In Case You Missed It: CREEBC Webinar

  < The CARICOM Regional Energy Efficiency Building Code (CREEBC) belongs to us, says Z. Churchill Norbert. It has gone through extensive stakeholder consultation and, was unanimously endorsed by COTED. In case you missed or wish to review content from yesterday’s webinar: What’s in it for me? A Discussion on the CARICOM Regional Energy Efficiency Building Code (CREEBC), please see the below resources: Webinar Recording Presentation on the CREEBC by Z. Churchill Norbert Presentation on Energy Efficient Building Design – A Global Perspective by Cornelia Schenk Presentation on LEED in the Caribbean by Amoy Theobalds-Prospere Read-only copy of the... read more

São Tomé and Príncipe is a country of opportunities.

São Tomé and Príncipe (STP) is a country of opportunities. The energy resources are vast and are not limited to charcoal or firewood. The country has some water courses with enormous potential to produce electricity. There is sunshine throughout the national territory and during the 12 months of the year. It has forests, palm trees in large areas, and all of these renewable sources can be converted into electricity. The Contador Hydroelectric Power Plant, with its 2.0 MW installed, and with more than 50 years of existence, is the only one currently in operation and the main renewable source of electricity generation in the country. Solar energy, with strong decentralized potential, constitutes an energy potential for Santomeans in rural and peri-urban areas. Since the colonial era, STP has been its betting and intends to intensify the use of its renewable potential, particularly hydro energy, in order to bring more and more energy, with quality, and above all, to meet the need to reduce the current primary and main source of electricity in the country, diesel. Electricity is a prerequisite for all economic activity and for civilizational and human development, as well as other activities such as water supply, health care and education. The evolution and performance of the national economy is slowly accelerating, based on strong and increasingly diversified agricultural potential, small-scale agro-industry, and the service sector, especially tourism. The prospect of economic growth in STP is sustainable and requires a more active contribution from the private sector, in order to contribute and boost the efforts made by the Government to create more jobs and to improve the well-being... read more

Heremoni Onosai Suapaia- Ah-Hoy Elected to SIDS DOCK Executive Council

Heremoni Onosai Suapaia- Ah-Hoy Elected to SIDS DOCK Executive Council   2 October 2020, United Nations Headquarters, New York, U.S.A.: His Excellency The Rt. Honourable Keith C. Mitchell, Prime Minister of Grenada and President of the fifth Assembly of SIDS DOCK, is pleased to announce the election of Ms. Heremoni Onosai Supaia-Ah-Hoy, Assistant Chief Energy Officer (ACEO), Energy Policy and Coordination Division, Ministry of Finance, Government of the Independent State of Samoa, to the Executive Council of SIDS DOCK, the Small Island Developing States (SIDS) Sustainable Energy and Climate Resilience Organization. Ms. Supaia-Ah-Hoy, whose term expires on 31 December 2021, replaces Mr. Sione Foliaki, former ACEO for Samoa’s Energy Policy and Coordination Division, who retired in October 2019, after sterling and dedicated service to the Government of Samoa, the SIDS DOCK Executive Council and the people across Small Island Developing States.   SIDS DOCK is a United Nations (UN)-recognised international organisation established in 2015, with all the rights and privileges for addressing climate change, resilience, and energy security in small islands. SIDS DOCK represents 32 small islands and low-lying developing states across the globe, and is so named because it is designed as a “DOCKing station,” to connect the energy sector in SIDS with the global markets for finance and sustainable energy technologies. The organisation’s work is coordinated by the Secretariat, in Belmopan, Belize.   In making the announcement, Prime Minister Mitchell said that, “Ms. Suapaia-Ah-Hoy’s nomination to the Executive Council is a welcomed addition, as she brings years of experience, having been involved in helping to chart Samoa’s energy pathway to achieve a low carbon economy. She has successfully... read more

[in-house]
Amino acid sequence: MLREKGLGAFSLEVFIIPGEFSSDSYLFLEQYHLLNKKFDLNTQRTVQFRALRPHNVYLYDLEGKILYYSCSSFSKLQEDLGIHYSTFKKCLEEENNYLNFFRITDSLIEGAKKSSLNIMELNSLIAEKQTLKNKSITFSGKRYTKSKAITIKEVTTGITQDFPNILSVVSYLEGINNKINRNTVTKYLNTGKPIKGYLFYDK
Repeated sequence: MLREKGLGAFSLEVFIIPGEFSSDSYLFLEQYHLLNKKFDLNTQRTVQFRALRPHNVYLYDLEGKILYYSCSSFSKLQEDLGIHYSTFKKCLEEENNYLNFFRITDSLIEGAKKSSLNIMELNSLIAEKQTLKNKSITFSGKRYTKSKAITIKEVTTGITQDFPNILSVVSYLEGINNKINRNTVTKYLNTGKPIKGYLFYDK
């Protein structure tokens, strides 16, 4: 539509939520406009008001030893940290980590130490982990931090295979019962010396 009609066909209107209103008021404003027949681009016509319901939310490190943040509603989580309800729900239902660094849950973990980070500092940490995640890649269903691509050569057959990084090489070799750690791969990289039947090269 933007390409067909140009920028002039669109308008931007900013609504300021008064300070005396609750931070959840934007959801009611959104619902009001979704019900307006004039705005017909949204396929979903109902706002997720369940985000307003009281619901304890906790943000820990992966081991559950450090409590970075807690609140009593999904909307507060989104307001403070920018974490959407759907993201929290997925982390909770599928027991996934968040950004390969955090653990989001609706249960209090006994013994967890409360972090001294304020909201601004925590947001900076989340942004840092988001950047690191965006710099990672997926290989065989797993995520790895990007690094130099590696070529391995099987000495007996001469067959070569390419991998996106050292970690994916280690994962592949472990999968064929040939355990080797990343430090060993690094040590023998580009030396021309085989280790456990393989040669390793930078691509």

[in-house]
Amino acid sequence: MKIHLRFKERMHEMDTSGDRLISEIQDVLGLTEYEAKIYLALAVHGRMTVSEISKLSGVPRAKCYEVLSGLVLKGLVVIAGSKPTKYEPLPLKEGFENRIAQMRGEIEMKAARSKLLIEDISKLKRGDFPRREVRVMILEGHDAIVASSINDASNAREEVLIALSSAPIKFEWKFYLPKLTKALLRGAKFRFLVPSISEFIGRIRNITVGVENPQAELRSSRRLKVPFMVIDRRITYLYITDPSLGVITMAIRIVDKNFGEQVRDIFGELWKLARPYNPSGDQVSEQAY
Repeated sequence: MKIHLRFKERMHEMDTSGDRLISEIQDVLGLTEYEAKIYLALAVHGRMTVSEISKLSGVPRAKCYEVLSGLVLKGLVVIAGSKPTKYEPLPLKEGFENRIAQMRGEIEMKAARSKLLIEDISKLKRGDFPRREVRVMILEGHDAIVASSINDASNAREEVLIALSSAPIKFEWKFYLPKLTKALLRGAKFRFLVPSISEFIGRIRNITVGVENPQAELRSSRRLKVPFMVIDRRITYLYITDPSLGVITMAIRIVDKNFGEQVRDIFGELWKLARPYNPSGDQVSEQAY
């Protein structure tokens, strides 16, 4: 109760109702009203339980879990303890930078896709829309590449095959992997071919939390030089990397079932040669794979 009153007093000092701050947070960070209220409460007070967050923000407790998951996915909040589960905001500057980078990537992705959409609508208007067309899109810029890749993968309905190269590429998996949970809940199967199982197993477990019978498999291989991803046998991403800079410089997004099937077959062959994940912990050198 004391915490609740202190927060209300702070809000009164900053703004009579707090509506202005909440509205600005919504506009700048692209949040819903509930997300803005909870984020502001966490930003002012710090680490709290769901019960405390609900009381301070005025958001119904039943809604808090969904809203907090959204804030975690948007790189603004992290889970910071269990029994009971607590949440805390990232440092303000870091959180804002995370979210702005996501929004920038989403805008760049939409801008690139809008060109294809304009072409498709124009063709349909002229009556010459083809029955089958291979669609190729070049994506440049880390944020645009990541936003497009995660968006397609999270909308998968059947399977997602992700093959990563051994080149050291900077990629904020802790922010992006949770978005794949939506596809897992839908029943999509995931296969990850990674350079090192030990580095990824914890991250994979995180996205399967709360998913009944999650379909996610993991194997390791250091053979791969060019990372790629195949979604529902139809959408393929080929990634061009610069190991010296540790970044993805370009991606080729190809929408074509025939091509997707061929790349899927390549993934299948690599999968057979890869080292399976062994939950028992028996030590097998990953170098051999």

What is SIDS DOCK?

It is an initiative among member countries of the Alliance of Small Island States (AOSIS) to provide the Small Island Developing States (SIDS) with a collective institutional mechanism to assist them transform their national energy sectors into a catalyst for sustainable economic development and help generate financial resources to address adaptation to climate change.”